Anatomy of conflicting trade rumors: Adam Dunn edition

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Like I said an hour ago, trade rumors lend themselves to all kinds of mischief. Who is doing the leaking? What do they have to gain and lose by a piece of information floating out there? How near — or far — from the real decision makers are the sources whispering in the reporter’s ear? The answers to these questions can change a piece of news to a rumor to something close to utter baloney in five minutes. A great example: the Adam Dunn rumors.

The Sun-Times’ Joe Cowley continues to report that the White Sox are all over Adam Dunn, saying just yesterday that the Nats and White Sox have exchanged names and are champing at the bit to make a deal.  Meanwhile,’s Nats’ reporter, Bill Ladson, tweeted just a few short minutes ago that there “is nothing to” the Cowley report and that GM Mike Rizzo never talked to White Sox GM Kenny Williams
about Adam Dunn.”

Oh noes! Conflicting information! What’s a poor baseball fan to think!

You gotta parse this stuff.  You can start by noting that a White Sox source would have less reason to lie about the Sox and the Nats talking about Dunn, because if the deal doesn’t happen he has dashed the hopes of a lot of excitable fans who want the team to get a bat. In contrast, you have to think that a Nats’ source would not want a rumor about a fire-sale-quality trade like giving up Adam Dunn floating around out there until the last possible minute.  It could demoralize fans and anger the subject of the trade (who’s on record saying he doesn’t want to go be a DH, by the way).

Sure, there are counterarguments to each of those things — maybe the Chisox guy wants to create the illusion of action and the Nats guy would love to leak something about Dunn to cater to prospect hounds — but that’s the way I see it.

The giveaway, though, is Ladson’s subtle but rather significant qualification. Let me highlight it:  “MIKE RIZZO never talked to KENNY WILLIAMS about Adam Dunn.” Is it not possible that, say, the assistant GMs talked? Or that Nats’ President Stan Kasten talked to Williams? Or that, rather than talked, they exchanged emails or texts or telegrams or something?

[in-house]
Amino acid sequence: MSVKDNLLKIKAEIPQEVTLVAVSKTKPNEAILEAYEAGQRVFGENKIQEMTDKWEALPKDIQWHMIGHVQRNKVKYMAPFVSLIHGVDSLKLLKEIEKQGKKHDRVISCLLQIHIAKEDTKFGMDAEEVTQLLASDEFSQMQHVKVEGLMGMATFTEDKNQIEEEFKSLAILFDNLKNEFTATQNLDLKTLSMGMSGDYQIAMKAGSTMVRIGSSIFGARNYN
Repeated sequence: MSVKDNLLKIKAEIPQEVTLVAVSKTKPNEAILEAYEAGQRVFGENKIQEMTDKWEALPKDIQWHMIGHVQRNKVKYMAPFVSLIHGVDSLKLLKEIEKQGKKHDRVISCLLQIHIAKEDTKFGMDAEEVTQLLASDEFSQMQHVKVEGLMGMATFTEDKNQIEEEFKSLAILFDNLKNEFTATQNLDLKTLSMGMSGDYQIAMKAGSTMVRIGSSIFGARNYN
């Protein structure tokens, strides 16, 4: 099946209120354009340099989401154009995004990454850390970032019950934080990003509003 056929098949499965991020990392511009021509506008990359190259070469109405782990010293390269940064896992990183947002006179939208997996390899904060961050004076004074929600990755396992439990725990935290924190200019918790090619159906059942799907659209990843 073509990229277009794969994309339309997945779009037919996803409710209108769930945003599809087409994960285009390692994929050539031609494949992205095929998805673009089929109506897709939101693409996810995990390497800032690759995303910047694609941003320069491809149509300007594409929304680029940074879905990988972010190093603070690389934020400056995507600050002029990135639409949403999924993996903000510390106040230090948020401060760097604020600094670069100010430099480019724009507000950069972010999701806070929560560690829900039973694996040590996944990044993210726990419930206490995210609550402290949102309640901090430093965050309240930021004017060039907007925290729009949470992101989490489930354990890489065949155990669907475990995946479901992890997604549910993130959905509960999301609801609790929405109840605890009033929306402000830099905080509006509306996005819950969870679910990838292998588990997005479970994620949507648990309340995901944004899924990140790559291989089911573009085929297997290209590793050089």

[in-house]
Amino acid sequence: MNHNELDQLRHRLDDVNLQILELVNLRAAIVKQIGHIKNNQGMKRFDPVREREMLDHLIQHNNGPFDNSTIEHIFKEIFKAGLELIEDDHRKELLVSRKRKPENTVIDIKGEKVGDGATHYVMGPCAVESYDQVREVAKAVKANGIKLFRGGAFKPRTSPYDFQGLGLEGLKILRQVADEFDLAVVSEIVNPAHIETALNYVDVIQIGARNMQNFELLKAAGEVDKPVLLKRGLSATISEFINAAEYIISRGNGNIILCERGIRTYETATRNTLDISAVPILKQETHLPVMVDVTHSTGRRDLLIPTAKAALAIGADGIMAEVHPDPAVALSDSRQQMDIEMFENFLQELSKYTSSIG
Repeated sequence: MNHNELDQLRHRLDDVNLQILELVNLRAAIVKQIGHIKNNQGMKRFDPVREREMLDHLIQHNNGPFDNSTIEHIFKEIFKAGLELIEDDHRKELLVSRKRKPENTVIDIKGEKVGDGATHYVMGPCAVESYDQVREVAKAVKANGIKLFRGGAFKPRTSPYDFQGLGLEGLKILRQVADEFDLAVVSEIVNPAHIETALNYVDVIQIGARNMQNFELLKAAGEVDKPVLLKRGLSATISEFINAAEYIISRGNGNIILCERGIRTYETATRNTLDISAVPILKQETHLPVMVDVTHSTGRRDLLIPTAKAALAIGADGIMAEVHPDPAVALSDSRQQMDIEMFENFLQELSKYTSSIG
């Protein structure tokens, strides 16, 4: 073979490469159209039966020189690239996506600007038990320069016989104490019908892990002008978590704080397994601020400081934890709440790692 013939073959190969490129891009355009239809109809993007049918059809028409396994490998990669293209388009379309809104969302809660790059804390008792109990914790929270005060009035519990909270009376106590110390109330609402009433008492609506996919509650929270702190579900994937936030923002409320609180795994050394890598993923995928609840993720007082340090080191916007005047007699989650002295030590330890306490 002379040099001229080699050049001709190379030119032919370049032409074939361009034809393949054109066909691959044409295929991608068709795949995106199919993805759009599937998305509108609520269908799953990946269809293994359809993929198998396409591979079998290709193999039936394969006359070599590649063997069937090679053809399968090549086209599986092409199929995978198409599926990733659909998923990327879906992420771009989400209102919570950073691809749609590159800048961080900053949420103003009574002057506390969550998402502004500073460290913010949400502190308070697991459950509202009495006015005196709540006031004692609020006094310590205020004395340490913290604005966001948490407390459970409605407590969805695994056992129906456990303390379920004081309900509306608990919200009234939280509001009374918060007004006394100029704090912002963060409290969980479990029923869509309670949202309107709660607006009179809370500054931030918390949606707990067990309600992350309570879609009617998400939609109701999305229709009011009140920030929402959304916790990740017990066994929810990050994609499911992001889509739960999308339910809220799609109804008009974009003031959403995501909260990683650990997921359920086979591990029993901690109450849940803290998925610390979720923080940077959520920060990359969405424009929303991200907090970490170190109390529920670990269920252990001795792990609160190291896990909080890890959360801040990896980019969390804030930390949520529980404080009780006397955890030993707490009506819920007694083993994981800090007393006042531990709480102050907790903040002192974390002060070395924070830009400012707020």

It just seems like an oddly specific way to put that. It’s as if he was actually told the Williams/Rizzo thing in those exact words by someone with a need to be technically truthful but kinda cute. Reporters generally don’t operate on that level so I’m guessing Ladson didn’t create the odd construction. Front offices do, though, and I bet they did. After all of that, I come away thinking that there’s a lot of truth to the Adam Dunn to the White Sox buzz.  Maybe a trade happens, maybe it doesn’t, but I think there’s some fire there to go with that smoke.

I try to do this with every set of rumors I read. Sometimes there’s just no room to parse: you have directly conflicting reports through which no sunlight shines.  Sometimes reports are coming so fast and so furious that there just isn’t time or oxygen to go through the exercise. But a lot of the time you can smell the freshly sliced baloney, and when you can do that, it’s pretty sweet.

The realization, that is.  I’m not a big fan of baloney, let alone its aroma.

Concerns over Jon Lester’s throwing ability much ado about nothing

LOS ANGELES, CA - OCTOBER 20: Jon Lester #34 of the Chicago Cubs pitches against the Los Angeles Dodgers in game five of the National League Division Series at Dodger Stadium on October 20, 2016 in Los Angeles, California.  (Photo by Josh Lefkowitz/Getty Images)
Josh Lefkowitz/Getty Images

Going into Thursday night’s NLCS Game 5, Dodgers manager Dave Roberts planned to have his team be annoying and distracting on the base paths for Cubs starter Jon Lester. Lester, you see, has a hard time making throws when he’s not pitching from the rubber, as seen here.

The Dodgers got an immediate opportunity to test their strategy, as Enrique Hernandez drew a four-pitch walk to start the game in the bottom of the first inning. Hernandez was taking leads between 15 and 25 feet, just taunting Lester to throw over to first base. Lester never did. And despite being given the luxury of such a large lead, Hernandez never attempted to steal second base.

It ended up costing the Dodgers a run. After Justin Turner struck out, Corey Seager lined a single to center field. Hernandez, large lead and all, should’ve been well on his way to third base, but he settled for staying at second base. Carlos Ruiz then flied out to right field on what should’ve been a sacrifice fly. Hernandez instead just advanced to third. Howie Kendrick grounded out to end the inning with the Dodgers having scored no runs.